CHEQUE BOUNCE NOTICE
This Notice is a Notice which shall be given by the unpaid Creditor (Payee) to the defaulting Debtor (Drawer) through an Advocate in case of dishonour of Cheque under section 138 of Negotiable Instrument Act.
The Notice here is a sample Legal Notice issued by the Advocate of the Payee specifying a 15 days time given to the Drawer in fault to pay the unpaid Cheque amount. It further specifies that if the amount is not paid within 15 days from the receipt of the Notice, the unpaid Payee has right to file legal complaint and initiate Legal Proceeding against the defaulting Drawer.
Parties to the Cheque:
- Drawer :The person who issues the cheque i.e ‘author of the cheque’ is called as Drawee. (Drawer could be the Debtor)
2. Payee :The person to whom the amount mentioned in cheque is payable i.e the person in whose favour the cheque is drawn is called as Payee. (Payee could be the Creditor)
3. Drawee : The Bank where the Drawer has an account from which the cheque amount shall be paid i.e the bank who is directed to pay the amount is called as Drawee.
4. Payee’s Bank : The Bank where the Payee has a bank account in which the cheque amount shall be deposited/credited (especially in case of crossed cheque) or the bank in which payee deposits the cheque is called as ‘Payee’s Banker’
Cheque Bounce Reasons:
The reason for cheque bounce could be many but the one covered under section 138 of Negotiable Instrument Act, against which you can send the Notice given on our website to the defaulting debtor (Drawer) is for ‘Insufficient Balance’ in the Drawer’s account at the time of honor of cheque
Step by Step procedure for prosecution in case of Cheque Bounce:
Following is the procedure for prosecution in case of dishonour of cheque:
- Firstly, after dishonour of cheque, a chance shall be given to the drawer in a form of written noticeto immediately repay the cheque amount. You can find this Notice on our website – LegalDocs.co.in
2. Such Notice shall be sent within 30 daysof receipt of ‘Cheque Return Memo’ from the banker of the Payee.
3. Notice period of 15 days shall be specified in such notice sent to the Drawer.
4. No offence is presumed to be committed by the Drawer if the Drawer pays off the complete amount within the said notice period of 15 days.
5. If not, the Payee may choose to file a complaint in the competent court against such defaulting Drawee.
6. Such complaint shall be made within one month from the expiry of 15 days prescribed in the notice.
Where can a Cheque Bounce case be filed?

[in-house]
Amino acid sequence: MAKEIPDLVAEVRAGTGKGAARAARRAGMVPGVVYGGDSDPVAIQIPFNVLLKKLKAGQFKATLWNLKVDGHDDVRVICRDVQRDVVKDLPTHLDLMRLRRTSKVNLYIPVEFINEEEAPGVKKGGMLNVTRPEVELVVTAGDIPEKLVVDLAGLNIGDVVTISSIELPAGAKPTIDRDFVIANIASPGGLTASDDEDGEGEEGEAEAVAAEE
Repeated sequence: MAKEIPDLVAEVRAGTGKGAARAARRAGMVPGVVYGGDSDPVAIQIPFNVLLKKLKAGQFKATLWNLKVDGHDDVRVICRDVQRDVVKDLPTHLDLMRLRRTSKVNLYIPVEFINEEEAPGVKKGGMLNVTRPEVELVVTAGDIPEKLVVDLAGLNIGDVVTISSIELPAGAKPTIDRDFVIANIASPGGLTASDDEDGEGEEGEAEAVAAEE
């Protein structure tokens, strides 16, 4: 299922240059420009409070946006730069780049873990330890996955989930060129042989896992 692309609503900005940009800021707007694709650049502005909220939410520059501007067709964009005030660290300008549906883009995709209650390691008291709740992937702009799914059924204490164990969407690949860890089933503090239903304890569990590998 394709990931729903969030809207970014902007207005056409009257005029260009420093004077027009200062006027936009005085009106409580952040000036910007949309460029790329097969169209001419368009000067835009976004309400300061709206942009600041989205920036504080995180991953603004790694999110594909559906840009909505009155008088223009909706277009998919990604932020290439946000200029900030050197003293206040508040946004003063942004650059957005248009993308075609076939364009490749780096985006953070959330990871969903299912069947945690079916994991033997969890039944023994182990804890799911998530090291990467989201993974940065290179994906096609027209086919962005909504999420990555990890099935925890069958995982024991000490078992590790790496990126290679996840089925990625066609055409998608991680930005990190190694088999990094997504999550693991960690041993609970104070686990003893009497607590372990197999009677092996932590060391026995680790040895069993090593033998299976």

As per the latest change made as per 2015 Ordinance and laws for time being in force, the complaint of the dishonour of cheque is made at the place as specified below:
1. In case where the Cheque is deposited by the Payee/Holder for collection of the amount through his bank account – the place where the branch of the bank is situated in which the Payee/Holder holds and maintains the account.
2. In case where the Cheque is deposited by Payee/Holder for collection of the amount otherwise through his bank account – the place where the branch of the Drawee bank is situated where Drawer holds and maintains the account.
Conditions necessary to prosecute the defaulting Drawer:
The Drawer can be sued only in the following conditions:
- If the cheque drawn by the Drawer is on the account maintained by or in the name of the Drawer himself.
- If the cheque was dishonoured and returned due to ‘Insufficient funds’ in the Drawer’s account.
- If the amount mentioned in the cheque is for the discharge of some debt or liability of the Drawer towards the Payee.
- If the Drawer fails to make payment of the dishonoured cheque within 15 days from the date of receiving the written notice in this regard.
Only if all the abovementioned conditions exist, the Drawer can be sued or prosecuted for dishonouring of the Cheque.
Dishonour of Cheque is a bailable offence, implies, one can get bail if complaint is made against him for dishonouring the Cheque. But, in case where after getting bail a person fails to appear before the court after receiving summons (a letter requiring a person to be present in the court on the specified date), the court can issue non-bailable warrant against you. In effect of such warrant, the police can arrest you.